Avast Blog

Avast blocked more than 34 million Monero cryptomining attacks in one day

Written by Denis Konopiský | 5 December 2017

On Sunday, December 3rd, we saw a peak in one of our detections, JS:Miner-I, which blocks a cryptocurrency miner that uses the cryptonight algorithm to mine Monero, a popular cryptocurrency. The algorithm is suitable for using PC CPU for mining, and the miner is run using JavaScript. We blocked JS:Miner-I from launching on our users’ PCs, preventing 34.7 million attacks in just one day. The extreme peak wasn’t the only thing that caught our attention; all the detections were launched within Google’s Chrome browser.

Cryptocurrencies are trending and with the rise in popularity has come a rise in its mining. Cryptomining partly determines currency value, however, mining can be expensive, as it requires high amounts of processing power, which can be achieved through huge server farms. Constructing and maintaining the infrastructure, and accessing the electricity necessary to run these farms requires enormous financial investment. To save on costs, cybercriminals instead resort to using the power of your PC or smartphone to mine, and in many cases, they aren’t asking your permission.

In terms of the cryptomining attack on Sunday, we suspect the Javascript code was injected into a Google Chrome extension, as the files blocked as JS:Miner-I were in Chrome’s blob_storage, which is a folder used by extensions and add-ons to store data. While we cannot say for sure, we believe two things could have happened here: either this is a malicious campaign that was effectively spread, or a popular extension was modified to include the miner.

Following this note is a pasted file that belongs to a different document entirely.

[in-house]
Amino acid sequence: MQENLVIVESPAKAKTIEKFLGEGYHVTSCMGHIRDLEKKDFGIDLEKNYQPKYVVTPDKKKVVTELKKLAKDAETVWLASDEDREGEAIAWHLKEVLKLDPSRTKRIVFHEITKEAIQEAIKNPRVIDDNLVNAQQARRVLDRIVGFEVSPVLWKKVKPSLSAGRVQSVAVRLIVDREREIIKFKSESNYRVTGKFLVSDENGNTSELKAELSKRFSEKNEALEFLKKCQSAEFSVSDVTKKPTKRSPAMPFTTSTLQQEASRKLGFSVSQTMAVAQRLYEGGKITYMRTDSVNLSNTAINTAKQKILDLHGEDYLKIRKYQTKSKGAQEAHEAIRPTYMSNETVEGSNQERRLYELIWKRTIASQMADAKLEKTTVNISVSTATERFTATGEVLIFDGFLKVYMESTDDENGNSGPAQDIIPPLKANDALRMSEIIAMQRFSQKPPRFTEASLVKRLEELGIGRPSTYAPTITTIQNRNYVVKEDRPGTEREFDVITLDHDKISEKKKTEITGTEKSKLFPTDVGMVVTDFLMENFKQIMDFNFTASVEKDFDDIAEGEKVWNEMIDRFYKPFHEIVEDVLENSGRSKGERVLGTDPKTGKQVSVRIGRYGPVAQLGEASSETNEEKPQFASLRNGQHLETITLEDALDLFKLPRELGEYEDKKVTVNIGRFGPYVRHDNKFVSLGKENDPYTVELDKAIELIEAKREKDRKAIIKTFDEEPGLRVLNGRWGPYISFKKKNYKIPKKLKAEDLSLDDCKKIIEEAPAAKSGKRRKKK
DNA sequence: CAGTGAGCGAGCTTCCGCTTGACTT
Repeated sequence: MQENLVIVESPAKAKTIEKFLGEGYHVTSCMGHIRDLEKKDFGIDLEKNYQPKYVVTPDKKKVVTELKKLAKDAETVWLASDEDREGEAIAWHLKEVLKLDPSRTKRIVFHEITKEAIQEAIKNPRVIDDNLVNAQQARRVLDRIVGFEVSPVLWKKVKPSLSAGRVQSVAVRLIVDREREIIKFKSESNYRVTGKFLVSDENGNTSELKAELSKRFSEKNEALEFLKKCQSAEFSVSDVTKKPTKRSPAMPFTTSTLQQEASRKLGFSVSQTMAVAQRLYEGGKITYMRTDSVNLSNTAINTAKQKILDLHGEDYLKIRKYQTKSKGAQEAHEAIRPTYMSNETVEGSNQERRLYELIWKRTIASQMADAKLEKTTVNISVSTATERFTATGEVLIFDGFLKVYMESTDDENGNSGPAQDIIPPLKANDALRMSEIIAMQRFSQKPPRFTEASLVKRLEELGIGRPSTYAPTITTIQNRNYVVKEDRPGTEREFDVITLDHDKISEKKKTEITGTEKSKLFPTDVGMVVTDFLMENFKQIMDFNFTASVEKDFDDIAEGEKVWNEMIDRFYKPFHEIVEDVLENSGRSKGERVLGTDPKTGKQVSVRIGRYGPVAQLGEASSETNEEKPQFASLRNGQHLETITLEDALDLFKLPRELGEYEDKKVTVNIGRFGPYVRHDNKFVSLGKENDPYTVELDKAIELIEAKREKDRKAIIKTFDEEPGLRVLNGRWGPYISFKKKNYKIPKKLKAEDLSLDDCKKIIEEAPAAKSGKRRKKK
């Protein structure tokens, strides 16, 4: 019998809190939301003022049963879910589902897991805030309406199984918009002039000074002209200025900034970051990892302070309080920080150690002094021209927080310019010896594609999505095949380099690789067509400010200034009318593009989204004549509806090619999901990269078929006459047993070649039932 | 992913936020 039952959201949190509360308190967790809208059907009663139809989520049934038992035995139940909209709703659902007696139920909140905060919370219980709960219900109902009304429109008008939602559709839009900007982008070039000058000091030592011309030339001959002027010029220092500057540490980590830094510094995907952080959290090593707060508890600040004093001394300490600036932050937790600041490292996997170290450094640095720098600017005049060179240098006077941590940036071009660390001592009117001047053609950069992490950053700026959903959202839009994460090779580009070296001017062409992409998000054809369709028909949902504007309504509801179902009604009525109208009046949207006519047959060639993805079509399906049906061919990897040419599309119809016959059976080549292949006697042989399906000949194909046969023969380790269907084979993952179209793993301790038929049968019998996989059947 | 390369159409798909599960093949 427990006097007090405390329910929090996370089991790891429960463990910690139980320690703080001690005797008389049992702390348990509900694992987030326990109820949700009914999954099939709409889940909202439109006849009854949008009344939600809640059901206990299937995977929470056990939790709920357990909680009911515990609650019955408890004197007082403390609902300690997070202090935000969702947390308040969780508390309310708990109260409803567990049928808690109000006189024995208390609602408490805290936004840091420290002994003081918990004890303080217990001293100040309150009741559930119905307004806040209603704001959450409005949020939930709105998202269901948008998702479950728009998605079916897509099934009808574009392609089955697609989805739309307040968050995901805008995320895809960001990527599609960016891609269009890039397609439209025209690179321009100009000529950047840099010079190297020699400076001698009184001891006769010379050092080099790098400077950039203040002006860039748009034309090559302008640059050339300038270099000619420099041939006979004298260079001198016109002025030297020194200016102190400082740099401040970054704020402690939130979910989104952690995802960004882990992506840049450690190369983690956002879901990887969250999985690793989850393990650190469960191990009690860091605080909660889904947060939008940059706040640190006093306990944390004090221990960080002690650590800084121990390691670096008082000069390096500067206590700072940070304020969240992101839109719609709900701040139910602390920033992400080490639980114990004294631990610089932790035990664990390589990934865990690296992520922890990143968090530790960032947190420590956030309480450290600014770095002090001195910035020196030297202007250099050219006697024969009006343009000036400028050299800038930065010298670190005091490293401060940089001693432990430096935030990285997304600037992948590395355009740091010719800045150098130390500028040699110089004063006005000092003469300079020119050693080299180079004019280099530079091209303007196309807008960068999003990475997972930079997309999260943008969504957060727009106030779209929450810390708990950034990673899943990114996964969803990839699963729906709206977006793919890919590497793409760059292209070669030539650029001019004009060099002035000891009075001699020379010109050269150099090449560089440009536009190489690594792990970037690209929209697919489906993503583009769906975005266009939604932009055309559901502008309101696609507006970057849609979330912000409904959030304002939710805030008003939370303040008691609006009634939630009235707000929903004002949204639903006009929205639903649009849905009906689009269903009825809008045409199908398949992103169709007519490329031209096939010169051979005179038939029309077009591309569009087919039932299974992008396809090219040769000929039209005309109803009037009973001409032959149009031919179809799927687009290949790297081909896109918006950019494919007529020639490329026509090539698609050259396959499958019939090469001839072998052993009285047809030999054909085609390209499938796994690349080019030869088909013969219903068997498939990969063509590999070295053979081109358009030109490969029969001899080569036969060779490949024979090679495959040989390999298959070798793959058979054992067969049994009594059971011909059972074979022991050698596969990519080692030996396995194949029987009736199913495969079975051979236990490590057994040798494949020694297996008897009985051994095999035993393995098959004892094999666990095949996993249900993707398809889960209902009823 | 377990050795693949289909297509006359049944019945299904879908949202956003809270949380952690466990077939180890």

Nearly 35 million was a huge spike, compared to the number of times we blocked this miner from mining on our users PCs in the days prior, as can be seen in the chart below.

Why Monero?

We have seen several types of cryptomining malware this year, including Adylkuzz which peaked in May, and cryptomining malware that targeted mobile users last month. These examples and the miner that peaked on Sunday have one thing in common: They mine the Monero cryptocurrency. So the question is, why do they all mine Monero and not Bitcoin or any other cryptocurrency?

One reason might be that Monero keeps transactions private, which also comes in handy for the cybercriminals if they want to obscure their activities. Monero uses three different privacy technologies to hide the sender, amount being sent and the recipient, obscuring transaction details. Therefore, Monero has become very popular in general, and its value has grown from under $2 to over $200, which is probably another reason why Monero is the cybercriminals’ currency of choice. While Bitcoin is widely used, it doesn’t keep transactions private and is more difficult to mine compared to Monero, which can be reasonably mined using a browsers’ CPU power.

How to find out if your browser is secretly mining, and what you can do about it

Avast antivirus products detect these embedded miners. In addition, there are a few other strategies you can employ to see if your browser is mining:

  • Check to see what scripts your browser has loaded. If you are registering significant CPU load yet there is only one tab in your browser and you are not running anything that should put significant load on your CPU, then odds are you’re being used to mine cryptocurrency.
  • If you discover that a site you visit is mining, and you use an ad blocker that lets you add additional URLs to their “block” list, add this website to your list.
  • Search the Chrome Web Store—or something similar—for “miner blockers” and see what comes up. Developers have already created ways to automatically detect mining and stop it from occurring.